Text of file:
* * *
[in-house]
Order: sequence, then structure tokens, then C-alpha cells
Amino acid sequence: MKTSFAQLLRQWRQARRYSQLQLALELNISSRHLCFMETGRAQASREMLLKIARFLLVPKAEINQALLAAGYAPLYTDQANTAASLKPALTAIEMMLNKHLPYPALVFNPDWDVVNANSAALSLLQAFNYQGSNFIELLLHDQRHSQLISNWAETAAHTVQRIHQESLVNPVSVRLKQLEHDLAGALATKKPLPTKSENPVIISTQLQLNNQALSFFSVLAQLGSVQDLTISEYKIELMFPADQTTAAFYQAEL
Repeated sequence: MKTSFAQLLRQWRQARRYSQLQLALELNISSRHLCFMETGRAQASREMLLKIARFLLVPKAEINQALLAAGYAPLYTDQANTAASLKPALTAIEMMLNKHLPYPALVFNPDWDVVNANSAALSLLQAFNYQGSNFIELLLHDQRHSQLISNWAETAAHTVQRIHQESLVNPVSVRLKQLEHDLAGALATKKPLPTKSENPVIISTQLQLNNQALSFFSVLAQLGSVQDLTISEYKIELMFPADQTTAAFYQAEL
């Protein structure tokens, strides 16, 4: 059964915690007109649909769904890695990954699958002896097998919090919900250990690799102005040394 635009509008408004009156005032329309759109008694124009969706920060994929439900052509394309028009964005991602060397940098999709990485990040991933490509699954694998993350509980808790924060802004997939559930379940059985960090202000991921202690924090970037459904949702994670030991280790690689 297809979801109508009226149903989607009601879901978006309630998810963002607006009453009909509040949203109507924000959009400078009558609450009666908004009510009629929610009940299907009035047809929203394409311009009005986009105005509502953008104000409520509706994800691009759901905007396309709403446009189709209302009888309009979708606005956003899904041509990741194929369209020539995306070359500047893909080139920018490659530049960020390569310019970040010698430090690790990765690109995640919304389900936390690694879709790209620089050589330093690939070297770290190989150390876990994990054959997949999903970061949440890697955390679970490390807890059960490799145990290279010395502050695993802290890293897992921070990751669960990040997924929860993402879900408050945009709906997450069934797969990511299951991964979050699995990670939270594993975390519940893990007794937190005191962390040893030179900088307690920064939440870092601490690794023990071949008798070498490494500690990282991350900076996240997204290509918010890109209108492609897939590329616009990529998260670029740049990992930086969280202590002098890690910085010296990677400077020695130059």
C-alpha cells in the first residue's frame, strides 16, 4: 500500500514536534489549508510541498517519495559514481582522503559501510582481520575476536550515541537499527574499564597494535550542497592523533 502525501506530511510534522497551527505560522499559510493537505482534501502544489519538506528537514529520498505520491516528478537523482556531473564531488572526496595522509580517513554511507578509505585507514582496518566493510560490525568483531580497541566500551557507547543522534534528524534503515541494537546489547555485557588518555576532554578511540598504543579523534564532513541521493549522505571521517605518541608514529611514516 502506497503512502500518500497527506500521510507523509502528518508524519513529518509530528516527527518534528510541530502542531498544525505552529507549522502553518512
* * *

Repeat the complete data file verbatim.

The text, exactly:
[in-house]
Order: sequence, then structure tokens, then C-alpha cells
Amino acid sequence: MKTSFAQLLRQWRQARRYSQLQLALELNISSRHLCFMETGRAQASREMLLKIARFLLVPKAEINQALLAAGYAPLYTDQANTAASLKPALTAIEMMLNKHLPYPALVFNPDWDVVNANSAALSLLQAFNYQGSNFIELLLHDQRHSQLISNWAETAAHTVQRIHQESLVNPVSVRLKQLEHDLAGALATKKPLPTKSENPVIISTQLQLNNQALSFFSVLAQLGSVQDLTISEYKIELMFPADQTTAAFYQAEL
Repeated sequence: MKTSFAQLLRQWRQARRYSQLQLALELNISSRHLCFMETGRAQASREMLLKIARFLLVPKAEINQALLAAGYAPLYTDQANTAASLKPALTAIEMMLNKHLPYPALVFNPDWDVVNANSAALSLLQAFNYQGSNFIELLLHDQRHSQLISNWAETAAHTVQRIHQESLVNPVSVRLKQLEHDLAGALATKKPLPTKSENPVIISTQLQLNNQALSFFSVLAQLGSVQDLTISEYKIELMFPADQTTAAFYQAEL
């Protein structure tokens, strides 16, 4: 059964915690007109649909769904890695990954699958002896097998919090919900250990690799102005040394 635009509008408004009156005032329309759109008694124009969706920060994929439900052509394309028009964005991602060397940098999709990485990040991933490509699954694998993350509980808790924060802004997939559930379940059985960090202000991921202690924090970037459904949702994670030991280790690689 297809979801109508009226149903989607009601879901978006309630998810963002607006009453009909509040949203109507924000959009400078009558609450009666908004009510009629929610009940299907009035047809929203394409311009009005986009105005509502953008104000409520509706994800691009759901905007396309709403446009189709209302009888309009979708606005956003899904041509990741194929369209020539995306070359500047893909080139920018490659530049960020390569310019970040010698430090690790990765690109995640919304389900936390690694879709790209620089050589330093690939070297770290190989150390876990994990054959997949999903970061949440890697955390679970490390807890059960490799145990290279010395502050695993802290890293897992921070990751669960990040997924929860993402879900408050945009709906997450069934797969990511299951991964979050699995990670939270594993975390519940893990007794937190005191962390040893030179900088307690920064939440870092601490690794023990071949008798070498490494500690990282991350900076996240997204290509918010890109209108492609897939590329616009990529998260670029740049990992930086969280202590002098890690910085010296990677400077020695130059």
C-alpha cells in the first residue's frame, strides 16, 4: 500500500514536534489549508510541498517519495559514481582522503559501510582481520575476536550515541537499527574499564597494535550542497592523533 502525501506530511510534522497551527505560522499559510493537505482534501502544489519538506528537514529520498505520491516528478537523482556531473564531488572526496595522509580517513554511507578509505585507514582496518566493510560490525568483531580497541566500551557507547543522534534528524534503515541494537546489547555485557588518555576532554578511540598504543579523534564532513541521493549522505571521517605518541608514529611514516 502506497503512502500518500497527506500521510507523509502528518508524519513529518509530528516527527518534528510541530502542531498544525505552529507549522502553518512